This critical task is all about making sure the entire update procedure is foolproof from end to end. The important thing is to go through lots of rehearsals in advance. In addition, the capability of rollback of firmware version is as critical as the forward-update so to undo the update should unforeseen issues arise post-update. Startups typically work at a cut-throat pace that it’s tempting to circumvent pre-production tests whenever possible. But this is one of those operations that even a minor compromise of stringent tests could mean end of business.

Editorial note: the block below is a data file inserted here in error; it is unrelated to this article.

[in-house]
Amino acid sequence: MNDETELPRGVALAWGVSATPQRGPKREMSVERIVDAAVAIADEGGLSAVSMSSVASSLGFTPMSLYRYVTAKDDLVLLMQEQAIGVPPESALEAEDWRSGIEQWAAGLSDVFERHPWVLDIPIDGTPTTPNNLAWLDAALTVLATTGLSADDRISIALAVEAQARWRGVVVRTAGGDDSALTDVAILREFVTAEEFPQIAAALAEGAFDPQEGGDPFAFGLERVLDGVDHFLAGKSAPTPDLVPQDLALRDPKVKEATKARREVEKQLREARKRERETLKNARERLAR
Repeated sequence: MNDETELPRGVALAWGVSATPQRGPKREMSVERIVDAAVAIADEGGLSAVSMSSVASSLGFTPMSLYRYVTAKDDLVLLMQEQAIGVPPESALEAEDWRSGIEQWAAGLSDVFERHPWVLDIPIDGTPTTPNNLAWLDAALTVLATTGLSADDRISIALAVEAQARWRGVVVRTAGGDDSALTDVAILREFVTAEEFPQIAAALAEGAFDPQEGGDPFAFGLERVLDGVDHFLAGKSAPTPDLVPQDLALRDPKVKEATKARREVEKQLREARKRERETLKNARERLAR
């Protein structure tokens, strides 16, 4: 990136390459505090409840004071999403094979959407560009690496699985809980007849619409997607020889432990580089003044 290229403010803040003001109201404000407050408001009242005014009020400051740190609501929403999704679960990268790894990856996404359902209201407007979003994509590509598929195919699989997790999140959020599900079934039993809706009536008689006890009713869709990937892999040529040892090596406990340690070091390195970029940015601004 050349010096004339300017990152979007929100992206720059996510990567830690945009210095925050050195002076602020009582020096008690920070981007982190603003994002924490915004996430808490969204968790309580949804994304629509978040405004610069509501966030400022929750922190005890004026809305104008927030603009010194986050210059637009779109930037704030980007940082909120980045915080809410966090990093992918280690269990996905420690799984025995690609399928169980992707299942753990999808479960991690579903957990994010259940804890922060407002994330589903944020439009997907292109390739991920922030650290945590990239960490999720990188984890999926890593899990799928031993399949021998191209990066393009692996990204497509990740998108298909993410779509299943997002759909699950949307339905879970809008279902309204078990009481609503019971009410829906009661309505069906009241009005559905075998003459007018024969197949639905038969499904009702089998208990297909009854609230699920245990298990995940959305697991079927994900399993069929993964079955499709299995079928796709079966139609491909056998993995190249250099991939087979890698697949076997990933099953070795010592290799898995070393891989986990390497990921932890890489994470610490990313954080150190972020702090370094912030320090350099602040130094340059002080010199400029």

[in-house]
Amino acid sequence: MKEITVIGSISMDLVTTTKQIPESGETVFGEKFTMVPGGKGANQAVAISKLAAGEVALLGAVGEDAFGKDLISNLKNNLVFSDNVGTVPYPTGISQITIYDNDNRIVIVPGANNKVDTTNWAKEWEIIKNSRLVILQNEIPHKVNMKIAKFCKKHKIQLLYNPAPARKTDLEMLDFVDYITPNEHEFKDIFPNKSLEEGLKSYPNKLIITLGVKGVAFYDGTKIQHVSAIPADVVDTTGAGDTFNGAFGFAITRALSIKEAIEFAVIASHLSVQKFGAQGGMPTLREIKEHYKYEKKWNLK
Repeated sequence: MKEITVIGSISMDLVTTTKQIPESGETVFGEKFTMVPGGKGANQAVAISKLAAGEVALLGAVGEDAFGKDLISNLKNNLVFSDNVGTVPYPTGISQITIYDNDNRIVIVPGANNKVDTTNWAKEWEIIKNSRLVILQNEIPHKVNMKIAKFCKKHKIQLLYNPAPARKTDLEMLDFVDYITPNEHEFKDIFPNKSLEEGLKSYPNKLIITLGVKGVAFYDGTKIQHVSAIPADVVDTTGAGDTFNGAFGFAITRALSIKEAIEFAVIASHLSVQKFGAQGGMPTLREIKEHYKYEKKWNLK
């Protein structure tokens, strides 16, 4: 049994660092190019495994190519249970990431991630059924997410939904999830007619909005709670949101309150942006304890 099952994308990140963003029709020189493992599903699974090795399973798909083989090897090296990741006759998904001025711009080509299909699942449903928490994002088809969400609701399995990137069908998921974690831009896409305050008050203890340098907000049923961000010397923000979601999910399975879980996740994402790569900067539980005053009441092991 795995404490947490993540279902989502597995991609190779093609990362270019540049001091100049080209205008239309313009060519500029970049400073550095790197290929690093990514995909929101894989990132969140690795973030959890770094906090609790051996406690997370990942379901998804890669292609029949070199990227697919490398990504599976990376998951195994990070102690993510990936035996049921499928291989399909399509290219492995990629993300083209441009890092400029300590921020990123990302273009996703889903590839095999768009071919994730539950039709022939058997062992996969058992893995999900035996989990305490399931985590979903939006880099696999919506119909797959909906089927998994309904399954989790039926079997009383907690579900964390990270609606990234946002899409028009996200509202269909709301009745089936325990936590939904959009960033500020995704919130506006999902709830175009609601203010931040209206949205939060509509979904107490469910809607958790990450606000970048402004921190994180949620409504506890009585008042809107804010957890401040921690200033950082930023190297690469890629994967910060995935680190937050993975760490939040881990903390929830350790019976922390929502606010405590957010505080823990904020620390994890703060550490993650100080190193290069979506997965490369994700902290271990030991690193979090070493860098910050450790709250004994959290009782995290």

Pull vs Push
The around-the-clock time series data acquisition from a growing volume of primitive HAN devices is a capacity-intensive requirement. Understanding that it was going to be a temporary method for smaller-scale deployments, we started out using a simplistic pull model to mechanically acquire data from the HAN gateway devices. These devices gather data serially from their associated thermostat devices, making a single trip to a gateway-connected thermostat device cost a few seconds to tens of seconds. To come up with a data acquisition method that could scale, we needed something that is at least an order of magnitude faster.